CPCs are considered most often for injection molding. However, they also can provide the same benefits to extrusion processors.

Click Image to Enlarge

This is an actual cost-savings analysis comparing a customer’s usual method of purging with just the next resin to be run vs. a specially designed purging compound (Asaclean). It shows a reduction of machine downtime due to faster changeover and less wasted material. The bottom line is an overall 68% savings of nearly $16,000/yr on this one application.

Compounding extruders benefit greatly from an effective purging compound due to their frequent changeovers with widely varying resins, colorants, and additives.

Use of commercial purging compounds (CPCs) has become an integral and even more vital part of thermoplastic processing. CPCs have proven to be invaluable tools for addressing market factors such as heavier reliance on just-in-time processing, increased pressure for cost savings in order to remain competitive, and use of more advanced resins, colorants, and additives. CPCs are considered most often for injection molding. However, they also can provide the same benefits to extrusion processors.

Historically, CPCs have been used less frequently in extrusion than injection molding because of equipment design and the fact that extrusion is a continuous process whereas injection molding is a cyclic process. Nonetheless, a CPC still offers many benefits to an extrusion processor:

•Color and material changes are faster using a CPC than with the traditional method of running hundreds or thousands of pounds of virgin material through the extruder to purge the previous material.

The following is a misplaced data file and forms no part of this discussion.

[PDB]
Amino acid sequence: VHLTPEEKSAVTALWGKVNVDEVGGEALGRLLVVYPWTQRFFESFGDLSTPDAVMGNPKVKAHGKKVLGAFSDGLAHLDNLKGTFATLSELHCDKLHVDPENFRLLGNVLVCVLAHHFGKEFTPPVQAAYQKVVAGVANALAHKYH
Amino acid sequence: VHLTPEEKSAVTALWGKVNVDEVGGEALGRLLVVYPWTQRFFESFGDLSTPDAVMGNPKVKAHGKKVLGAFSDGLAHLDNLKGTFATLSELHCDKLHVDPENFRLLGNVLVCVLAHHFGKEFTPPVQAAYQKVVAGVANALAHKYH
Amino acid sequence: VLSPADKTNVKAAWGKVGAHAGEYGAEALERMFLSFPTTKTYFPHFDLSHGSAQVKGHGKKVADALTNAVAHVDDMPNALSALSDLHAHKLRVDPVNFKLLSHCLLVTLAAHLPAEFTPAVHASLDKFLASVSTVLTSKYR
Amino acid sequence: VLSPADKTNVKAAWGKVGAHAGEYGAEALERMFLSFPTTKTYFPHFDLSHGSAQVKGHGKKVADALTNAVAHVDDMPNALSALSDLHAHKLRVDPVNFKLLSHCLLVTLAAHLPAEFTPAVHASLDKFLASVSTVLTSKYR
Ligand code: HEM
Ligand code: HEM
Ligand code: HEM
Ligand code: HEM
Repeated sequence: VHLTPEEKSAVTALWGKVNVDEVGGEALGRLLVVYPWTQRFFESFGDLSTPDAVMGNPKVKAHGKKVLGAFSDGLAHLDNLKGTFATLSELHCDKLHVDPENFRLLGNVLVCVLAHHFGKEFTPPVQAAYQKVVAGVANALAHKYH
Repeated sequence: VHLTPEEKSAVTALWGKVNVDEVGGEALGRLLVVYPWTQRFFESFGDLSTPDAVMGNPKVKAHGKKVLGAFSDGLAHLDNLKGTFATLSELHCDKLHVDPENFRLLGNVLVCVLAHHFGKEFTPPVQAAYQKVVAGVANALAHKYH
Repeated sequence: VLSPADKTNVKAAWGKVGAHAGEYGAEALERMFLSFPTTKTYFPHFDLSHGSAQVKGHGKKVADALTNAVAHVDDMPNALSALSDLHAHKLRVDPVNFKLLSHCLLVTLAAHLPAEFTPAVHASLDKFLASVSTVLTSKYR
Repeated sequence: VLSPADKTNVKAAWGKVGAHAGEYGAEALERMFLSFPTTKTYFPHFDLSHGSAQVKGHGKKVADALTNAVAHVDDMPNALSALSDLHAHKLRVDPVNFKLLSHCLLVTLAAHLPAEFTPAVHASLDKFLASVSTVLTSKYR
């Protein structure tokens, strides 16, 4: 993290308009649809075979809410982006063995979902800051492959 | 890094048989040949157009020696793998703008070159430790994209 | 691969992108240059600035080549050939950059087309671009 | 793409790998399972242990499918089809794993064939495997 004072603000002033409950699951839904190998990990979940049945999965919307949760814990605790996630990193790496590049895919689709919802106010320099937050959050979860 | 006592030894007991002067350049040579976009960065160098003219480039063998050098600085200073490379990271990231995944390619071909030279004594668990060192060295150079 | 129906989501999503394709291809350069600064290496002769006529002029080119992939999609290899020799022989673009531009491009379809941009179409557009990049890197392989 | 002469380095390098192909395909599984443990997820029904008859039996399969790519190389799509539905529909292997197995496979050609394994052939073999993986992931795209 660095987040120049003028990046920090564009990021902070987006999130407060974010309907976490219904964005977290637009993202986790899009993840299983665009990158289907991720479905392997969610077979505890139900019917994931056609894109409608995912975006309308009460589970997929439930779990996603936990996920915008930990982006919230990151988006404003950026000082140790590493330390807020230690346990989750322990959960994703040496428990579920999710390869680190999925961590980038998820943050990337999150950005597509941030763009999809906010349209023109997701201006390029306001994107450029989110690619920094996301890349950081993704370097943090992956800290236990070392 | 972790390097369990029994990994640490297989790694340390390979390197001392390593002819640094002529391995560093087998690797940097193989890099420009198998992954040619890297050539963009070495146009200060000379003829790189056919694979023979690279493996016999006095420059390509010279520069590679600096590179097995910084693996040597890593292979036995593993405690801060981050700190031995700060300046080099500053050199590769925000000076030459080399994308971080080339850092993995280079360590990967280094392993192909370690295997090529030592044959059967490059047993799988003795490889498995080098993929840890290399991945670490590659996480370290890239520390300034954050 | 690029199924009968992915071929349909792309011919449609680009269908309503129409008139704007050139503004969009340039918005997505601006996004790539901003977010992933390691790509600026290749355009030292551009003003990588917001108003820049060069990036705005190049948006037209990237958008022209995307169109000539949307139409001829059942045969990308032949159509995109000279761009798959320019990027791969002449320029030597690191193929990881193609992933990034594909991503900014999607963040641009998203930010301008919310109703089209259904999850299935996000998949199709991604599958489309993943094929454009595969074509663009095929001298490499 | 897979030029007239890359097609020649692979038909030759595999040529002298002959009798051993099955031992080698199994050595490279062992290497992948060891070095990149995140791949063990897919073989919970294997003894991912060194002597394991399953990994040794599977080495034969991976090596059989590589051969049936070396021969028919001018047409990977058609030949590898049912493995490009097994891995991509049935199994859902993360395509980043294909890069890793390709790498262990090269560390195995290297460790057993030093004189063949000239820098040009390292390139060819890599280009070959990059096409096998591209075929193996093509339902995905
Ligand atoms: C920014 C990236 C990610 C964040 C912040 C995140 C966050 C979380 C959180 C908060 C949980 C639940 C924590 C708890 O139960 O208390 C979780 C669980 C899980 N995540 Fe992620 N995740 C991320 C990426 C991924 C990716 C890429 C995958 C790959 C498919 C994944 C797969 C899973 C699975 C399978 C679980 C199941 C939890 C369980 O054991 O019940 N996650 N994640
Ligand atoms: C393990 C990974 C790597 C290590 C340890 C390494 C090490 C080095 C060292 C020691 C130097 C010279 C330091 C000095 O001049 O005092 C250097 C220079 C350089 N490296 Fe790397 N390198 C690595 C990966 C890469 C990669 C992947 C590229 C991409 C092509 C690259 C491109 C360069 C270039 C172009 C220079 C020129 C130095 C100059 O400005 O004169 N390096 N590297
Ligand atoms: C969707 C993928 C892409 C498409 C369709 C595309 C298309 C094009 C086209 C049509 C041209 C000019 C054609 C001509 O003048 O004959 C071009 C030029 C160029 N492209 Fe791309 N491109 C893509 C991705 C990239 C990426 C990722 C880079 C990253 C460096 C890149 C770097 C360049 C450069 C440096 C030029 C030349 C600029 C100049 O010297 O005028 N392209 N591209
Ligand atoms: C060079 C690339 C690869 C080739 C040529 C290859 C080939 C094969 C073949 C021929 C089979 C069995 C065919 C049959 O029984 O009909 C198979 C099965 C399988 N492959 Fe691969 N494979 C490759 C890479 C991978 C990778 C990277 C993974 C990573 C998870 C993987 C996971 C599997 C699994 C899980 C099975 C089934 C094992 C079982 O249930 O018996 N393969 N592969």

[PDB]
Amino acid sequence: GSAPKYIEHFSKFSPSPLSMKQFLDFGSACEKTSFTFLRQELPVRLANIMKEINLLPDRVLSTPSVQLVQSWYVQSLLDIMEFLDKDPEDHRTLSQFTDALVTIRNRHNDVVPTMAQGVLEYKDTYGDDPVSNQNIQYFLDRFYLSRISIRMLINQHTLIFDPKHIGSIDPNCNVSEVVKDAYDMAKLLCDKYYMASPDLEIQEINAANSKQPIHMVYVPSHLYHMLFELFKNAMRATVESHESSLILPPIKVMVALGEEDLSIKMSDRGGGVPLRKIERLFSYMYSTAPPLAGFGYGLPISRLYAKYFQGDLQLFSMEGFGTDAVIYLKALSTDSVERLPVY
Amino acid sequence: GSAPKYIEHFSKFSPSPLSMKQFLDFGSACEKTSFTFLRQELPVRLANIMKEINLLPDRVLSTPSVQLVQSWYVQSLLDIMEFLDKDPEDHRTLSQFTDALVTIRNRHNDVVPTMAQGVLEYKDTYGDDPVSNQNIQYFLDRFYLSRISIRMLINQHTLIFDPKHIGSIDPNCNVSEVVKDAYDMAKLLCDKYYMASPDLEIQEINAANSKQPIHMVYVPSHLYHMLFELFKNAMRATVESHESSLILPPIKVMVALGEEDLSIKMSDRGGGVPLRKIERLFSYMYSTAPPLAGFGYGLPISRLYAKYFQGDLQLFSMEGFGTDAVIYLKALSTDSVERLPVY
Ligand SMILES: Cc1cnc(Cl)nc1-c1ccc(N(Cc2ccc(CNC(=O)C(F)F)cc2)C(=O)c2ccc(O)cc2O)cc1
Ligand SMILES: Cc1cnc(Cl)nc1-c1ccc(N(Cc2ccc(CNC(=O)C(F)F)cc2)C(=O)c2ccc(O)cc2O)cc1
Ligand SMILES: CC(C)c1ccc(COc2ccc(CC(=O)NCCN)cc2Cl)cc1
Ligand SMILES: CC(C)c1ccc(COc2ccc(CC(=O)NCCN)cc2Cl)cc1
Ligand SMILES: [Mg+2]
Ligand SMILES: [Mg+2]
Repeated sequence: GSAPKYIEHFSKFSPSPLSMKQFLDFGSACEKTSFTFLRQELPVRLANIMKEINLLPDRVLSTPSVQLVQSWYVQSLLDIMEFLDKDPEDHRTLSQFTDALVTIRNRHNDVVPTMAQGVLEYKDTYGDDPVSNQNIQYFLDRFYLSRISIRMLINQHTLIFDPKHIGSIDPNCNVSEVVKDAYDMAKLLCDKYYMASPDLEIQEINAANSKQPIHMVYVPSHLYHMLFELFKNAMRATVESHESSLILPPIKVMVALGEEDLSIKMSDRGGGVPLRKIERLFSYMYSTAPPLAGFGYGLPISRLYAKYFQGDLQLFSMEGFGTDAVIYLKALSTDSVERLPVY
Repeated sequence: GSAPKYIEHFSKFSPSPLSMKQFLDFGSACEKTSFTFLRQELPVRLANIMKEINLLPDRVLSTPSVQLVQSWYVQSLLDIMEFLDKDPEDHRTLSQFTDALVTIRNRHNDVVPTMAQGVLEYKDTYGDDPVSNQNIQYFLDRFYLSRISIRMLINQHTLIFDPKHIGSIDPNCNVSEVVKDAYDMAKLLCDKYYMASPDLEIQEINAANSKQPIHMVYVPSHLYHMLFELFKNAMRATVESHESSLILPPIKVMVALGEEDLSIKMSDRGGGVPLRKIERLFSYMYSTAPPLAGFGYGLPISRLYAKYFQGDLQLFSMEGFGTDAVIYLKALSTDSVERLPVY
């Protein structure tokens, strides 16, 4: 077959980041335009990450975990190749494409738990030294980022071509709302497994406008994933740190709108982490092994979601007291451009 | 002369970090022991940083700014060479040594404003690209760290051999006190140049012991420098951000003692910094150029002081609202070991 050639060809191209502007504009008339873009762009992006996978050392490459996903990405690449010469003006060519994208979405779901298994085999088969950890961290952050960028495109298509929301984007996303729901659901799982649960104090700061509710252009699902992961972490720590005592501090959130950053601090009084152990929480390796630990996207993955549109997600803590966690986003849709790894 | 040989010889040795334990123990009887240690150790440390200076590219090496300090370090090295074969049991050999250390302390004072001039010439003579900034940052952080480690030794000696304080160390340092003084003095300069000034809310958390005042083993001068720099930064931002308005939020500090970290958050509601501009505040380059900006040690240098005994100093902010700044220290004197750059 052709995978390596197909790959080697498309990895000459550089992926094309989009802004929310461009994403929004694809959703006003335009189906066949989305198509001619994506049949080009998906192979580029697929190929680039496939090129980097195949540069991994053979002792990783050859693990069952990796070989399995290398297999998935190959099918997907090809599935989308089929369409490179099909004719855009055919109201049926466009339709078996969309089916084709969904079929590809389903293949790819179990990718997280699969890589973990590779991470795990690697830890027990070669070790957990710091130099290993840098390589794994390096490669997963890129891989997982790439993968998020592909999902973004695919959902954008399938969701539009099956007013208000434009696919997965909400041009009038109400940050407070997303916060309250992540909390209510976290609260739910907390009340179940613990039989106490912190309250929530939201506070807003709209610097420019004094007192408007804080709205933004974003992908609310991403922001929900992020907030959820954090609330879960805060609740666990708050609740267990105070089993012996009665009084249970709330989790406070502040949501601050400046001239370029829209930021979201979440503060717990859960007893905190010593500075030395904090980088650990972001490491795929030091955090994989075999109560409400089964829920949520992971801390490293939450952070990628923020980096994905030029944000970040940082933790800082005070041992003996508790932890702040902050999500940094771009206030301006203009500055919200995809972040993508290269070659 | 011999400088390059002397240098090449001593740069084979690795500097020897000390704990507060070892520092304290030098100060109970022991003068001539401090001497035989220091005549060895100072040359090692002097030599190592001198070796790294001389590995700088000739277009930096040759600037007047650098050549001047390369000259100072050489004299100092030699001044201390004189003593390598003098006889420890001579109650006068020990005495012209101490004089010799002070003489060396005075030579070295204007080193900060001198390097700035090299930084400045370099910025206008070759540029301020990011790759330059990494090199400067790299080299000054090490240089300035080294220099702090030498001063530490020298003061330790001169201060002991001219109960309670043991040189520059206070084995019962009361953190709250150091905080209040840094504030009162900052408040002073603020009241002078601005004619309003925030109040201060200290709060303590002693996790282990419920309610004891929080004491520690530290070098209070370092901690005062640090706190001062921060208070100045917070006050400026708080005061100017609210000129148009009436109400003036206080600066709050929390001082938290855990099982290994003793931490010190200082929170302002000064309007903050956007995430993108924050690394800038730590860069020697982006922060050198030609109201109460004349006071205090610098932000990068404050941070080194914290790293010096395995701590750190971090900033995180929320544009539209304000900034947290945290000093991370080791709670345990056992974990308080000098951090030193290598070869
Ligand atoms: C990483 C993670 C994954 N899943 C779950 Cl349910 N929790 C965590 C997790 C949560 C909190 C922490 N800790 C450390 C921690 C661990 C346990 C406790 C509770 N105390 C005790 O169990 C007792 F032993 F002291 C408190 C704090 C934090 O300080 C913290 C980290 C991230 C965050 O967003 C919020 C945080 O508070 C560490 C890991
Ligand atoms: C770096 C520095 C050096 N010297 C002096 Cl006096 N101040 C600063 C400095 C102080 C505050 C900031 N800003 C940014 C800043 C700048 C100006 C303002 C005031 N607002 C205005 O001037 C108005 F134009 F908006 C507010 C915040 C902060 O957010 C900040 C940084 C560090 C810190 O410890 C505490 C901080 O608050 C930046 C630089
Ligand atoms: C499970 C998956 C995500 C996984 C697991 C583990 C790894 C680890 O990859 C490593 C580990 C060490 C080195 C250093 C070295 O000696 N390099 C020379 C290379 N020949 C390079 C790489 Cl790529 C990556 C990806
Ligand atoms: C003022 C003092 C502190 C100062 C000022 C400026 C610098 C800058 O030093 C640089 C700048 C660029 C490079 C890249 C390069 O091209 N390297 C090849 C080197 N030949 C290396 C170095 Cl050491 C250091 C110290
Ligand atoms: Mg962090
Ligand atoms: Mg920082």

•Most CPCs are designed to remove stubborn carbon and color deposits while ordinary processing resins cannot.

•CPCs can prevent the need for screw-pulls; or, if they are required, can drastically reduce the time and effort required to overhaul the machine.

A CPC can be used for a wide array of extrusion processes: pipe, profile, tubing, sheet, film, compounding, and extrusion blow molding. CPCs are more commonly used in profile extrusion and compounding because changeovers are more frequent and the resins, colors, and additives are more varied. Most CPC suppliers offer a full product line of purging grades that address different resins as well as purging issues. Some suppliers even have formulations that are tailored specifically for extrusion, including more aggressive glass or mineral-filled grades.


‘DISCO PURGE’ & OTHER TECHNIQUES


Purging the screw and barrel of an extruder is typically straightforward and easy, though it tends to become more difficult when more mixing/kneading elements are used. In most cases, one to three full barrels’ worth of CPC are sufficient to clean an extruder. CPC suppliers should be able to provide estimates on how much purge to use based on the screw diameter and how severe the purging application.

To maximize performance of the purging compound, it should be fed slowly in order to ensure that all the flights are full. Then increase the screw speed to the maximum safe rpm once the purge starts to come out of the machine. A mechanical purge benefits from the greater turbulence and agitation caused by higher screw rpm. During the purge, periodically stop the screw and allow the purge to settle into any “dead” areas. After a few minutes, start rotating the screw slowly, and then go back up to high screw speed.  This stop-and-go purging, sometimes called a “disco purge,” provides a highly fluctuating environment of pressure and agitation that allows a purging compound to work its best. This is done until the purge is visibly free from any contamination.